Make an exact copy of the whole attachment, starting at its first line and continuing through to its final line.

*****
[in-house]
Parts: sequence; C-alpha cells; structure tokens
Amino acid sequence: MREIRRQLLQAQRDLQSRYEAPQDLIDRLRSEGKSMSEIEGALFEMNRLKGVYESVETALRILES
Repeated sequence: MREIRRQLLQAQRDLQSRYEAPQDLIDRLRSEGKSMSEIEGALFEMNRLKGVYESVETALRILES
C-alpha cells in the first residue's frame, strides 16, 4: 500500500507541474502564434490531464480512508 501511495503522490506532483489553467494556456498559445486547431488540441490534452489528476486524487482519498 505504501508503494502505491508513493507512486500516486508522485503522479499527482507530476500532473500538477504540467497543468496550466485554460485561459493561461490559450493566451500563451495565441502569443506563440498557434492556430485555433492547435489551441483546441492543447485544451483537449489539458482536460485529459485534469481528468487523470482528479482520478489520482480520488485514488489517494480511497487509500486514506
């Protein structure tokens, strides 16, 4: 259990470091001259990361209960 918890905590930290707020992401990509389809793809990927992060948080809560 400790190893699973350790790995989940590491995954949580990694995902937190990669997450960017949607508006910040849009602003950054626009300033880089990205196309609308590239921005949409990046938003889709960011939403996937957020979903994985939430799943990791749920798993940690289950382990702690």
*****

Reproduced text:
[in-house]
Parts: sequence; C-alpha cells; structure tokens
Amino acid sequence: MREIRRQLLQAQRDLQSRYEAPQDLIDRLRSEGKSMSEIEGALFEMNRLKGVYESVETALRILES
Repeated sequence: MREIRRQLLQAQRDLQSRYEAPQDLIDRLRSEGKSMSEIEGALFEMNRLKGVYESVETALRILES
C-alpha cells in the first residue's frame, strides 16, 4: 500500500507541474502564434490531464480512508 501511495503522490506532483489553467494556456498559445486547431488540441490534452489528476486524487482519498 505504501508503494502505491508513493507512486500516486508522485503522479499527482507530476500532473500538477504540467497543468496550466485554460485561459493561461490559450493566451500563451495565441502569443506563440498557434492556430485555433492547435489551441483546441492543447485544451483537449489539458482536460485529459485534469481528468487523470482528479482520478489520482480520488485514488489517494480511497487509500486514506
């Protein structure tokens, strides 16, 4: 259990470091001259990361209960 918890905590930290707020992401990509389809793809990927992060948080809560 400790190893699973350790790995989940590491995954949580990694995902937190990669997450960017949607508006910040849009602003950054626009300033880089990205196309609308590239921005949409990046938003889709960011939403996937957020979903994985939430799943990791749920798993940690289950382990702690």